For what are we receiving in God’s Word and by His Spirit working through that Word? Having come to the point of recognizing our need and confessing our sin, we receive the forgiveness of sins through the Word spoken and believe that forgiveness as if Christ Himself were speaking to us. For that forgiveness is not just a pious wish, but an established fact, established by the payment of His body and blood crucified and shed on the cross for the sins of the whole world. That’s important. Because of Christ’s sacrifice there all sin has been paid for and won. Yet such a gift must be received and believed. For such is the pride of the sinful nature that many will not believe it nor accept it. Nevertheless, the gift is there for all, no matter who you are or what you have done: forgiveness, reconciliation and the promise of eternal life in the day of the resurrection of all flesh. You receive that forgiveness and life now by God’s declaration in His Word, in your holy baptism, in your hearing and receiving of Holy Absolution.
Now, only after receiving God’s gifts of mercy and grace is it time for any action on our part, the response of faith. And how does faith respond to such a gift?
I would remind you that this is precisely why the order of service is the way it is. God first comes to us in His Word, the scripture readings and sermon. Only then does faith respond in the Hymn of the Day, confessing the Creed, praying the Prayer of the Church, the offering of ourselves to God’s service and, finally, the giving of thanks and receiving the Sacrament of the Altar.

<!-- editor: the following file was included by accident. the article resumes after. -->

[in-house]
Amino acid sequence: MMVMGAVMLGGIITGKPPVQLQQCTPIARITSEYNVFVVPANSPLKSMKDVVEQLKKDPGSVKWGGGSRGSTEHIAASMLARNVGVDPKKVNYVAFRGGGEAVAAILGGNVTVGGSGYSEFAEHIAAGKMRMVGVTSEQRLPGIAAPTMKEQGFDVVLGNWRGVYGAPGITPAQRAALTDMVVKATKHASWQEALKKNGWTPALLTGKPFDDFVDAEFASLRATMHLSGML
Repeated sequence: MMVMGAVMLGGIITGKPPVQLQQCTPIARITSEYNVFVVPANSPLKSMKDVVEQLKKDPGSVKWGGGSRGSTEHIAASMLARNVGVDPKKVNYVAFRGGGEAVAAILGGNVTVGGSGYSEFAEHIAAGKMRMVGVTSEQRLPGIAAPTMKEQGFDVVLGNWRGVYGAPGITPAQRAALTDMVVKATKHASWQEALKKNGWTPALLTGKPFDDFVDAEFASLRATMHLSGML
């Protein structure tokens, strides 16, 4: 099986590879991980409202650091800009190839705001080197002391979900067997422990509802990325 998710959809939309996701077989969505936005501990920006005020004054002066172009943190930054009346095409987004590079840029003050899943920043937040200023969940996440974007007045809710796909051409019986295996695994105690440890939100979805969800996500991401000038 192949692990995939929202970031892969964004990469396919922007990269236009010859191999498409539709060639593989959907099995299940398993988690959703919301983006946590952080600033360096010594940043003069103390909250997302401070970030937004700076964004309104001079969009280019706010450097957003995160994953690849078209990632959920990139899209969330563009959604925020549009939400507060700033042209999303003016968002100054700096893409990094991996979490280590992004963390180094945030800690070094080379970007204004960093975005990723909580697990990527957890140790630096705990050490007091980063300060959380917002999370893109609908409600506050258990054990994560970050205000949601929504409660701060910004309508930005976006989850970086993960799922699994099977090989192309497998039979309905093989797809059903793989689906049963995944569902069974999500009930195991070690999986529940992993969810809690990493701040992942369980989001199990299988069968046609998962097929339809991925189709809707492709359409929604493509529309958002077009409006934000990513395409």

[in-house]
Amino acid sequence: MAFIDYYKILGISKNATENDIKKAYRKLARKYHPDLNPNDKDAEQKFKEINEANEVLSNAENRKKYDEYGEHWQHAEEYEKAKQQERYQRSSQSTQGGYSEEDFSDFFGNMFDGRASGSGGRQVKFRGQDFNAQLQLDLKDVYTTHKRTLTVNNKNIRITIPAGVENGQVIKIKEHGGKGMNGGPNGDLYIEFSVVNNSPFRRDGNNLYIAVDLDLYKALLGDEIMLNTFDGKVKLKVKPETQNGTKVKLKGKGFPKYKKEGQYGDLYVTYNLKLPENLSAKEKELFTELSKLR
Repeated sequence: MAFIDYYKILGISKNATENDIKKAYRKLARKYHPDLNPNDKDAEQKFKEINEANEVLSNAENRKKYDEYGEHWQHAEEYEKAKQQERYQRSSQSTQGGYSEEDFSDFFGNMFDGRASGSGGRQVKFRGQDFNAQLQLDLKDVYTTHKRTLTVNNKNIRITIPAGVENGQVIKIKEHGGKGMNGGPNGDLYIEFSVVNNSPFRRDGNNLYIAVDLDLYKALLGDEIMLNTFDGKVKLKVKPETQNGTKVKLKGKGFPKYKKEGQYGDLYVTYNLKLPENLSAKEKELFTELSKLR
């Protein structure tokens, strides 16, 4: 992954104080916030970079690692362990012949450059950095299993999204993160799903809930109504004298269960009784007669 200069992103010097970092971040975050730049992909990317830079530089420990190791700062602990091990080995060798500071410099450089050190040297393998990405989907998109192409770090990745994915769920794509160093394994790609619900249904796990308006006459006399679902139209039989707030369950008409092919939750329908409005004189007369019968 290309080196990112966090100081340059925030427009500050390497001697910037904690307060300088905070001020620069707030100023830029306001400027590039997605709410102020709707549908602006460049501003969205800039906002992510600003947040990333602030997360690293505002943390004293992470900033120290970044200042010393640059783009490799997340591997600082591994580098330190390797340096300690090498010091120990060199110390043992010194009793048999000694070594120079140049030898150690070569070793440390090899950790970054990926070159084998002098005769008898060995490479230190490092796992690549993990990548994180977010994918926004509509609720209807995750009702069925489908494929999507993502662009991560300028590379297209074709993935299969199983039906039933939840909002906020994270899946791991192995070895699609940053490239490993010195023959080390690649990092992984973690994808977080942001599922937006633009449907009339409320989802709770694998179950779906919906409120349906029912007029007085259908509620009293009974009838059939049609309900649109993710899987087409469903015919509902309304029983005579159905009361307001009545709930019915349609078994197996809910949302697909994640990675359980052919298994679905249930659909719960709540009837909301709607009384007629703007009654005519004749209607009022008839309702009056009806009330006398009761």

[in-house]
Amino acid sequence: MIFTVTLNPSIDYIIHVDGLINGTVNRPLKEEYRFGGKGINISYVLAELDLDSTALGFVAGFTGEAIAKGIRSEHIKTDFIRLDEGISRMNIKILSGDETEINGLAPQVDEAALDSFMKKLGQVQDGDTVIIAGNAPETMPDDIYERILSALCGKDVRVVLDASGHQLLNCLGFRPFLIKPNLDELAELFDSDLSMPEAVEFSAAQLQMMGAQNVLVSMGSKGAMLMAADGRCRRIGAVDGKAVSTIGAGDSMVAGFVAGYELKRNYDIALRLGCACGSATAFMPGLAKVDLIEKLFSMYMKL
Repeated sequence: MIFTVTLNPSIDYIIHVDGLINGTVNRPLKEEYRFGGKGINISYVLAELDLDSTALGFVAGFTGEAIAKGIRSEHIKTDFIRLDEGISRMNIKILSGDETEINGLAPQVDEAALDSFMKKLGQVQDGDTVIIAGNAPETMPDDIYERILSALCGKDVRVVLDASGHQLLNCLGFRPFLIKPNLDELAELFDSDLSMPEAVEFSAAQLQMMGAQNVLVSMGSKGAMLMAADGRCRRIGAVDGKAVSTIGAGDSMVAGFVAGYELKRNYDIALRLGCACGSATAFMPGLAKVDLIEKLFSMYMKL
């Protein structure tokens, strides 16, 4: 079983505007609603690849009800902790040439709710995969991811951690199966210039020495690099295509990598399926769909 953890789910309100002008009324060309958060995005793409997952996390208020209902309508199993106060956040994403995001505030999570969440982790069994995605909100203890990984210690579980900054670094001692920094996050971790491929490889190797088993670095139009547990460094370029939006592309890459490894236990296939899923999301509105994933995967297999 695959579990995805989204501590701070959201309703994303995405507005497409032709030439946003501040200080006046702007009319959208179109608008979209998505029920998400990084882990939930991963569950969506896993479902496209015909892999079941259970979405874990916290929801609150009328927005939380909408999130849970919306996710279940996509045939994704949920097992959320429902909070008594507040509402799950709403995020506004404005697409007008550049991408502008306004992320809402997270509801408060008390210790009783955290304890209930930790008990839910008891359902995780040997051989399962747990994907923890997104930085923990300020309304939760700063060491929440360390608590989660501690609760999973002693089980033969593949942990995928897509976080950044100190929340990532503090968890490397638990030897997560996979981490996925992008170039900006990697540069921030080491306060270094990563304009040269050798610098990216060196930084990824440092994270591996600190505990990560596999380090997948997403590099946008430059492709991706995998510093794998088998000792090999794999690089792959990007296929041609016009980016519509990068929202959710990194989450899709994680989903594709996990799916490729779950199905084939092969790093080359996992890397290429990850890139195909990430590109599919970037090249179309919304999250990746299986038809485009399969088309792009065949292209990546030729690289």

Listen to how clearly we make this distinction in our Lutheran Confessions. I read from the fourth article of the Apology (or defense) of the Augsburg Confession.
“The difference between this faith and the righteousness of the Law can be easily discerned. Faith is the divine service that receives the benefits offered by God. The righteousness of the Law is the divine service that offers to God our merits. God wants to be worshiped through faith so that we receive from Him those things He promises and offers.” (IV:49)
“The virtue is faith. As it has often been said, faith is not just knowledge. But it is willing to receive or take hold of those things that are offered in the promise about Christ. Furthermore, this obedience toward God (i.e., to want to receive the offered promise) is no less a divine service than is love. God wants us to believe Him and to receive from Him blessings. He declares this to be true divine service.” (IV:227-228).
In other words, faith is the highest worship. And what does this worship look like? Like Mary, sitting at the Lord’s feet, hearing Him speak, receiving His Word. Faith initially does nothing but receive. But then it also moves to praise of God and service to neighbor.
Now the Christian life is always going to be a combination of Mary and Martha, that is of attending to the Word of God and attending to the loving works of service that issue from faith. After all, you do need to prepare the altar before the Divine Service actually takes place. Yet such loving service of all who do not only the preparations before but also after the service, such works proceed from a heart of faith placed there and strengthened and nourished by God through His means of grace.
Continue to be like Mary. Continue to receive the Word, the strengthening of faith and all the gifts God has for you. Then continue also to be like Martha. Continue to serve the Lord with gladness by serving His people, your brothers and sisters in the faith, and by serving the world in your works of charity and bold confession of faith. Continue to receive and to serve. God continue to bless and to save.